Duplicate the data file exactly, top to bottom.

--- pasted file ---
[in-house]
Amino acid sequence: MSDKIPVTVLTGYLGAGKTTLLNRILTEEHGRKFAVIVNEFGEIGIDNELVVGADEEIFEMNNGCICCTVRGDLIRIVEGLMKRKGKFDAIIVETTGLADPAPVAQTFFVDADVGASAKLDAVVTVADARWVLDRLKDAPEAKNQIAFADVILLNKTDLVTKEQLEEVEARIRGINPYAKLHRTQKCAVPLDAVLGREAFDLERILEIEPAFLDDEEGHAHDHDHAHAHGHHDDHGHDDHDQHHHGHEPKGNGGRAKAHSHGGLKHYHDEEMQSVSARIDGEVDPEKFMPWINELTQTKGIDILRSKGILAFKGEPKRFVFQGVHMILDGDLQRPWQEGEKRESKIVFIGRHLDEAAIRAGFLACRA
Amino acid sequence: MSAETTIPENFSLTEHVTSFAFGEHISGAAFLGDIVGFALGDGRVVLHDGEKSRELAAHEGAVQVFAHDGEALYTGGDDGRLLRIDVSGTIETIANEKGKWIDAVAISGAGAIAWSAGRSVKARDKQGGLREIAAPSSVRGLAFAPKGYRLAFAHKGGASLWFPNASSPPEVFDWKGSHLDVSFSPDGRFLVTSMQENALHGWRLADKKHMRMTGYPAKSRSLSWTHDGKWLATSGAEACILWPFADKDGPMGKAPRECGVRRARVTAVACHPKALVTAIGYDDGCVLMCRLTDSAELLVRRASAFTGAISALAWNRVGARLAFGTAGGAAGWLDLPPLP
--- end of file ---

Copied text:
[in-house]
Amino acid sequence: MSDKIPVTVLTGYLGAGKTTLLNRILTEEHGRKFAVIVNEFGEIGIDNELVVGADEEIFEMNNGCICCTVRGDLIRIVEGLMKRKGKFDAIIVETTGLADPAPVAQTFFVDADVGASAKLDAVVTVADARWVLDRLKDAPEAKNQIAFADVILLNKTDLVTKEQLEEVEARIRGINPYAKLHRTQKCAVPLDAVLGREAFDLERILEIEPAFLDDEEGHAHDHDHAHAHGHHDDHGHDDHDQHHHGHEPKGNGGRAKAHSHGGLKHYHDEEMQSVSARIDGEVDPEKFMPWINELTQTKGIDILRSKGILAFKGEPKRFVFQGVHMILDGDLQRPWQEGEKRESKIVFIGRHLDEAAIRAGFLACRA
Amino acid sequence: MSAETTIPENFSLTEHVTSFAFGEHISGAAFLGDIVGFALGDGRVVLHDGEKSRELAAHEGAVQVFAHDGEALYTGGDDGRLLRIDVSGTIETIANEKGKWIDAVAISGAGAIAWSAGRSVKARDKQGGLREIAAPSSVRGLAFAPKGYRLAFAHKGGASLWFPNASSPPEVFDWKGSHLDVSFSPDGRFLVTSMQENALHGWRLADKKHMRMTGYPAKSRSLSWTHDGKWLATSGAEACILWPFADKDGPMGKAPRECGVRRARVTAVACHPKALVTAIGYDDGCVLMCRLTDSAELLVRRASAFTGAISALAWNRVGARLAFGTAGGAAGWLDLPPLP